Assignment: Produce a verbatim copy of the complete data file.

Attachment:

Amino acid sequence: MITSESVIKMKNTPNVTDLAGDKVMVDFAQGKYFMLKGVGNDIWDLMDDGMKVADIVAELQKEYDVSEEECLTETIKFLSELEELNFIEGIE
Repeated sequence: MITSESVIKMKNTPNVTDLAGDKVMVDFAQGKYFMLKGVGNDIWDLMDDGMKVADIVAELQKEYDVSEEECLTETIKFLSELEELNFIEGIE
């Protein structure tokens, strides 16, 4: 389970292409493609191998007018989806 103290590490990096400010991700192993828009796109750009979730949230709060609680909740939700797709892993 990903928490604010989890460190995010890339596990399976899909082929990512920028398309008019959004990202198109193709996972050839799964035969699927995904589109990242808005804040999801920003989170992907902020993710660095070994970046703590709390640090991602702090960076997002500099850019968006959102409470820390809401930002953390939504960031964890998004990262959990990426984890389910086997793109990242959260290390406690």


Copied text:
Amino acid sequence: MITSESVIKMKNTPNVTDLAGDKVMVDFAQGKYFMLKGVGNDIWDLMDDGMKVADIVAELQKEYDVSEEECLTETIKFLSELEELNFIEGIE
Repeated sequence: MITSESVIKMKNTPNVTDLAGDKVMVDFAQGKYFMLKGVGNDIWDLMDDGMKVADIVAELQKEYDVSEEECLTETIKFLSELEELNFIEGIE
């Protein structure tokens, strides 16, 4: 389970292409493609191998007018989806 103290590490990096400010991700192993828009796109750009979730949230709060609680909740939700797709892993 990903928490604010989890460190995010890339596990399976899909082929990512920028398309008019959004990202198109193709996972050839799964035969699927995904589109990242808005804040999801920003989170992907902020993710660095070994970046703590709390640090991602702090960076997002500099850019968006959102409470820390809401930002953390939504960031964890998004990262959990990426984890389910086997793109990242959260290390406690």